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Man who drove stun gun into Officer Fanone's neck pleads guilty to four felonies

Daniel Rodriguez, of California, entered a plea of guilty to felony counts of obstruction, conspiracy and inflicting bodily injury with a dangerous weapon.

WASHINGTON — A California man charged with assaulting former DC Police Officer Mike Fanone with a stun gun on Jan. 6 could be looking at years in prison after pleading guilty Tuesday to four felony counts.

Daniel Rodriguez, 39, of Panorama City, California, was scheduled to begin trial along with co-defendant Edward Badalian later this month on charges of conspiracy, obstruction of an official proceeding, civil disorder, theft of government property and assaulting a federal officer with a dangerous weapon. Instead, he appeared before U.S. District Judge Amy B. Jackson on Tuesday to plead guilty to four counts:

  • Conspiracy;
  • Obstruction of an official proceeding;
  • Tampering with documents;
  • Inflicting bodily injury on an officer with a dangerous weapon.

According to the statement of facts he agreed to, Rodriguez repeatedly drove an electroshock device into Fanone’s neck after the officer was dragged out of the Lower West Terrace Tunnel and into the crowd during the Capitol riot. He then entered the Capitol and attempted to break a window while encouraging others to "look for intel." Afterward, he bragged in a Telegram group that he'd "tased the f*** out of the blue." He also pleaded guilty to destroying evidence in an attempt to keep it from a grand jury.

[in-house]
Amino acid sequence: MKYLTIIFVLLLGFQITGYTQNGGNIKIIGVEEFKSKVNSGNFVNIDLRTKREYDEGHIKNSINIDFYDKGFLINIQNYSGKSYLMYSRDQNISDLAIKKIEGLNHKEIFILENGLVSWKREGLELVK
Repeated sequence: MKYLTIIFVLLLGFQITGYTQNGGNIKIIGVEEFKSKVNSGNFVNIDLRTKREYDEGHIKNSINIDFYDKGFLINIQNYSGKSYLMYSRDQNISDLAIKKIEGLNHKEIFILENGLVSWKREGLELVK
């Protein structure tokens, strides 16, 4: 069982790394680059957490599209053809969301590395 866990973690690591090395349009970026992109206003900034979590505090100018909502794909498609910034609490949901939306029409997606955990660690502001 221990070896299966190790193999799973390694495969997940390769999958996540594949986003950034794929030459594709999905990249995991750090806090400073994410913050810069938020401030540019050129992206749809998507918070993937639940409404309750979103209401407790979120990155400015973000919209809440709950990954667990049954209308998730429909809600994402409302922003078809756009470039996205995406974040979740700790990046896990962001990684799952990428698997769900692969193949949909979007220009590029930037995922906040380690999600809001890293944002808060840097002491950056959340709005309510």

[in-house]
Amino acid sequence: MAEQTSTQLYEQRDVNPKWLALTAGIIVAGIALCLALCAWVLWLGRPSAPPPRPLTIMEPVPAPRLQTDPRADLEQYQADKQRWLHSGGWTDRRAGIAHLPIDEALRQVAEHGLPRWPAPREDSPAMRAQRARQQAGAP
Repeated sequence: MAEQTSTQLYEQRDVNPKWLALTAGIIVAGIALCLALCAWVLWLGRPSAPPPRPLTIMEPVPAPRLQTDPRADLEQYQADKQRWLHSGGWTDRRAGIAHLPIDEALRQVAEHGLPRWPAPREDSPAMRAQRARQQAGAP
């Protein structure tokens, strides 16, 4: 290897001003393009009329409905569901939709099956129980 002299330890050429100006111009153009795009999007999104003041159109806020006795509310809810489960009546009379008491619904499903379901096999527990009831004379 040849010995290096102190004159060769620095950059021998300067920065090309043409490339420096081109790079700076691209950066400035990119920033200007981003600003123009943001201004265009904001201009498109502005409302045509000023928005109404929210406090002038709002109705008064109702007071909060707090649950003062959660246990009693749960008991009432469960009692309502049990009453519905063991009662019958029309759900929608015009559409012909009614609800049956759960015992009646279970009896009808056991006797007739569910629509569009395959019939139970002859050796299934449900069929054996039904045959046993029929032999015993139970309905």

Kyle Young, an Iowa man who gave Rodriguez the stun gun and helped to restrain Fanone, pleaded guilty last year to assaulting police and was sentenced to seven years in prison. Albuquerque Cosper Head, the Tennessee construction worker who dragged Fanone into the mob, also pleaded guilty and was sentenced last year to seven-and-a-half years in prison. Jackson, who sentenced both men, is also the judge assigned to Rodriguez’s case.

Although a presentencing report will have to be completed, Jackson said the preliminary calculations in the plea agreement could have Rodriguez facing a recommended sentencing guideline of 8-10 years in prison. A sentencing hearing was set for May 16.

Prosecutors noted in court the plea agreement does allow them to seek a terrorism enhancement that could potentially add even more years to Rodriguez's sentence, although it's not clear they will actually request it. Another judge denied the Justice Department's request for the terrorism enhancement last year in the case of Texas Three Percenter Guy Reffitt.

At trial, Rodriguez would have faced a recorded interview he gave to the FBI in which he confessed to the assault on Fanone and said he had answered former President Donald Trump’s call to “battle” on Jan. 6.

“We thought we were being used as a part of a plan to save the country, to save America, save the Constitution, and the election, the integrity,” Rodriguez said. “We thought that we were going to save America, and we were wrong.”

When asked about the assault on Fanone, who has since left the police force, Rodriguez told agents he was ashamed of what he’d done.

“If I could go back… I wouldn’t do it again,” Rodriguez said. “But what I did, I can’t undo it… I’m embarrassed by it and I’m ashamed by it.”

Jury selection for Rodriguez's co-defendant, Badalian, was scheduled to begin Feb. 27. Another defendant charged alongside Young and Head, Thomas Sibick, of New York, is still awaiting trial as well in connection with the assault on Fanone. While other rioters were attacking the officer, prosecutors say Sibick robbed Fanone of his badge and radio. Sibick then returned home with the badge to New York and buried it in his backyard. Fanone’s radio has never been recovered.

We're tracking all of the arrests, charges and investigations into the January 6 assault on the Capitol. Sign up for our Capitol Breach Newsletter here so that you never miss an update.

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